Currently, according to Oracle, the bank is using existing mainframe infrastructure to support the implementation. However, the bank recently evaluated Oracle’s Exadata and Exalogic solutions — integratedsoftware/hardware combinations — and found that the platforms could deliver a 40 times improvements over the mainframe platform, with transaction volumes up to 10,000 transactions per second against what Oracle said was a target of 800tps, and response times of 29ms against a target of 200ms. The bank also expects to achieve “significant cost savings” over the next five years due to the switch.
“We are responding to the changing face of banking by significantly enhancing our branch and digital offerings” said Westpac’s chief technology officer Jeff Jacobs.“Providing more flexible and agile branches and continuing to innovate in online and mobile are key to the success of our strategy. Oracle’s platform will help us provide a single source of customer truth that delivers a consistent and high quality experience – irrespective of how our customers choose to bank with us.” Jacobs added: “This collaboration with Oracle is an important piece of work for Westpac Group and builds on the high quality relationship that the two companies have enjoyed for a number of years.”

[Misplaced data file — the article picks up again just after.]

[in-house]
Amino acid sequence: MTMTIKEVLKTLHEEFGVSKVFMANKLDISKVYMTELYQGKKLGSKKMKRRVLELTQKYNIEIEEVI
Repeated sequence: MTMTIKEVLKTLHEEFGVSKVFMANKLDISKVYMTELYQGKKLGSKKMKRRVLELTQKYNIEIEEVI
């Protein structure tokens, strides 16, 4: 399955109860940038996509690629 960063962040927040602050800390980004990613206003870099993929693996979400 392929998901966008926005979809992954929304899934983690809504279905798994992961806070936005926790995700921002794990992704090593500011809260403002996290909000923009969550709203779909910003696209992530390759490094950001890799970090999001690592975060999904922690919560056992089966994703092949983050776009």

The news caps off a strong series of wins for Oracle with the integrated Exadata and Exalogic platforms in Australia over the past series of years.
Earlier this month, for example, Oracle announced that giant retailer Coles had deployed the company’s Exadata Database Machine and Enterprise Manager 12c running on Oracle Linux to enable what the vendor described as ‘critical trend reporting” during retail seasonal spikes. The Commonwealth Bank of Australia is also known to be using Exadata.
In late November, for example, Oracle revealed that it signed a wide-ranging $63 million contract with the Federal Department of Defence earlier this year that will see the US technology giant supply virtually all of its major product lines, ranging from its popular PeopleSoft, Database and Fusion products to its Exadata hardware and even its Exalogic Elastic Cloud technology.
Virgin Mobile Australia has also recently commented on how happy it is with its Oracle Exadata machines, and in May last year Oracle revealed its involvement in a series of new Australian technology rollout projects, with all of the initiatives using multiple pieces of the US software giant’s complex software stack and some additionally using some of the hardware products which it has been pushing following its integration of Sun Microsystems. Some of the names revealed at that point were home improvement retailer Masters, as well as Surat Basin Homes and Australian Hearing.